Best Books of the Month Shop Men's Shoes Learn more nav_sap_plcc_6M_fly_beacon Chad Valley All-New Amazon Fire TV Grocery Amazon Gift Card Offer jrscwrld jrscwrld jrscwrld  Amazon Echo Starting at $49.99 Kindle Voyage Nintendo Digital Games Fall Arrivals in Amazon Outdoor Clothing Kids Halloween
Profile for Larry L. Looney > Reviews


Larry L. Looney's Profile

Customer Reviews: 584
Top Reviewer Ranking: 19,428
Helpful Votes: 7115

Community Features
Review Discussion Boards
Top Reviewers

Guidelines: Learn more about the ins and outs of Your Profile.

Reviews Written by
Larry L. Looney RSS Feed (Austin, Texas USA)

Page: 1 | 2 | 3 | 4 | 5 | 6 | 7 | 8 | 9 | 10 | 11-20
When Day Breaks (English Subtitled)
When Day Breaks (English Subtitled)
Price: $9.99

2 of 2 people found the following review helpful
5.0 out of 5 stars Beautiful and moving, July 22, 2015
My partner and I stumbled across this film on another streaming service and loved it. I looked for the DVD here, to no avail -- I even searched sites based in Europe, and there seems to be no DVD available. This is a shame, because this is a great film -- subdued yet very moving. Some viewers might find it slow -- I would strongly recommend they relax and go with the flow.

The film follows the story of a retired music professor whose outlook on life as well as his understanding of his own family history is changed forever when he is presented with a metal box retrieved from the site of a World War II Nazi death camp in Belgrade. Reluctant at first to accept what he finds as fact, he comes to understand that he has stumbled across the truth about himself, and discovers wider truths about humanity in the process. The film is beautifully photographed and directed, and extremely moving without becoming maudlin. I'd give it my strongest recommendation...and I'll continue to search for the DVD in the hopes of adding it to my permanent collection.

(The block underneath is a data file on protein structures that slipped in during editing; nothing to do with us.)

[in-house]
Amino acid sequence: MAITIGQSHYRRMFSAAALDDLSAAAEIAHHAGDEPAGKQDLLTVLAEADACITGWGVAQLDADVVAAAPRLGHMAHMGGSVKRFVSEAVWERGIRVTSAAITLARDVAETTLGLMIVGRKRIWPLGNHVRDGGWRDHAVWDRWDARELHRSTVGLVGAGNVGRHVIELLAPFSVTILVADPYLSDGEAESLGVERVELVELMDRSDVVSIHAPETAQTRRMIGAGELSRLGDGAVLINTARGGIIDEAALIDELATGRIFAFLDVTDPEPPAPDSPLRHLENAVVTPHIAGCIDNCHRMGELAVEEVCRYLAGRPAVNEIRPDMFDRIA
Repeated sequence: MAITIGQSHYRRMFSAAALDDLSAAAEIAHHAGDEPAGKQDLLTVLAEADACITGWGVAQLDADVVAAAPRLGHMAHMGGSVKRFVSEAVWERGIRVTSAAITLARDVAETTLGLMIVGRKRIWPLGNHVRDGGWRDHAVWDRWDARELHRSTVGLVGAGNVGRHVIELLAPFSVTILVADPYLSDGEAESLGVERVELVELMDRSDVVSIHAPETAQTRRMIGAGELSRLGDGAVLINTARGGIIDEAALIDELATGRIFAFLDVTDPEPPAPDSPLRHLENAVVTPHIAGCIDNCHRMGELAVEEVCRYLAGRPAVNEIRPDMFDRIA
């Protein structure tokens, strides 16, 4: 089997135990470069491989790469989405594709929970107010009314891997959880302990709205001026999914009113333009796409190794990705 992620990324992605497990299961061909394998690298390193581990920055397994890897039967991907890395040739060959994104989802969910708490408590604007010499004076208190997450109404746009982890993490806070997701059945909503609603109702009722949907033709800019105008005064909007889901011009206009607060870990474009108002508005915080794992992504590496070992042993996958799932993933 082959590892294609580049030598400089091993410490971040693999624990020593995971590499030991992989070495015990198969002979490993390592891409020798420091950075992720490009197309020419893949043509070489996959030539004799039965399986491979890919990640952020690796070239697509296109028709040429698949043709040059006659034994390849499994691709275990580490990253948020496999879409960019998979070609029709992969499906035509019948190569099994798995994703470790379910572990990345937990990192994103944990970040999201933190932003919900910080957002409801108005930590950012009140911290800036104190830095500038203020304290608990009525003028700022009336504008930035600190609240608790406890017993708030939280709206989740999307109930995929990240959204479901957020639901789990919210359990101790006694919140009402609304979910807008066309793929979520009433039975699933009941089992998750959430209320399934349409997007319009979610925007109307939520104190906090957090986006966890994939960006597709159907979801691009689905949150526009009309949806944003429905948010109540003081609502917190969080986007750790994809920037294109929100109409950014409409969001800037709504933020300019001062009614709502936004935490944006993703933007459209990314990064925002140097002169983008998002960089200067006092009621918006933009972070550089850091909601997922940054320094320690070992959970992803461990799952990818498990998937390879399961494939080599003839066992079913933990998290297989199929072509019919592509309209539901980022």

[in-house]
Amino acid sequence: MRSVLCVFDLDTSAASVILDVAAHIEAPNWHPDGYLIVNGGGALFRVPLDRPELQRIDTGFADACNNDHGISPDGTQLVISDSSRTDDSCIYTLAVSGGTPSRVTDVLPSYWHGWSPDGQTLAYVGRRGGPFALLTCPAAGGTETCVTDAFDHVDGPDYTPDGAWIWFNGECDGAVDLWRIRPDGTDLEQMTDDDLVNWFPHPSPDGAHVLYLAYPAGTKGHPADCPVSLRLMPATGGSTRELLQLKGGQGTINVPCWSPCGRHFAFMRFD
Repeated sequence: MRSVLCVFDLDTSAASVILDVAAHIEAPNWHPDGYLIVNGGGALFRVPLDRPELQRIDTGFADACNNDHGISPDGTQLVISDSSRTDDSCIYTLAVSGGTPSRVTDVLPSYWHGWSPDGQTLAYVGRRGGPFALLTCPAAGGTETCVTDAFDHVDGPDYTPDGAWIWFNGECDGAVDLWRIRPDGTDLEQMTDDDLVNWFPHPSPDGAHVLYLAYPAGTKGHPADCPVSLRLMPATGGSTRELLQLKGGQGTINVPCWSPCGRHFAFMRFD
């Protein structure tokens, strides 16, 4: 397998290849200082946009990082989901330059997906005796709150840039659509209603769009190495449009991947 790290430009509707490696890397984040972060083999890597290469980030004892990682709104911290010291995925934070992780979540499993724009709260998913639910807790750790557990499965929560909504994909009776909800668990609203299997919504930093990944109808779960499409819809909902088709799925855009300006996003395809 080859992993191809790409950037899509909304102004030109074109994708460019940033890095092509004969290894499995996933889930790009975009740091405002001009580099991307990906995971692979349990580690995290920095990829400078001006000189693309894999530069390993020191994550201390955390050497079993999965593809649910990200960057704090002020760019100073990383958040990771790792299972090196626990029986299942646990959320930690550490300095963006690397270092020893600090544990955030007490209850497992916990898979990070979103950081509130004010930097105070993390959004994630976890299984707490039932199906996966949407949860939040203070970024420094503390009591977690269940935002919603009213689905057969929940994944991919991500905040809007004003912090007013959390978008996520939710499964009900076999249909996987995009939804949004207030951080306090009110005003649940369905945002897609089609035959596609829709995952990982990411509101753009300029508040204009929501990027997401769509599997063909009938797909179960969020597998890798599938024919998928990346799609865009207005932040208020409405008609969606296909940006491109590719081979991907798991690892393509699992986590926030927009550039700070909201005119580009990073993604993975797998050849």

Old Corrals And Sagebrush & Other Cowboy Culture Classics
Old Corrals And Sagebrush & Other Cowboy Culture Classics
Price: $10.39
48 used & new from $3.84

4.0 out of 5 stars Great music -- misleading packaging from Vanguard, July 17, 2015
My partner and I just received this CD yesterday -- great music, as always, from Ian Tyson...but misleading packaging from Vanguard. The tracks 'Sierra peaks' and 'Diamond Joe' are listed, but are not on the CD. The track 'Oklahoma hills' appears on the CD, but is not listed. The CD is a 'twofer' of two of Ian's albums originally on Columbia. A note on the CD cover claims the CD contains over 74 minutes of music, but it's really more like 70 minutes. Additionally, the song order printed on the CD cover is wrong -- they're totally scrambled.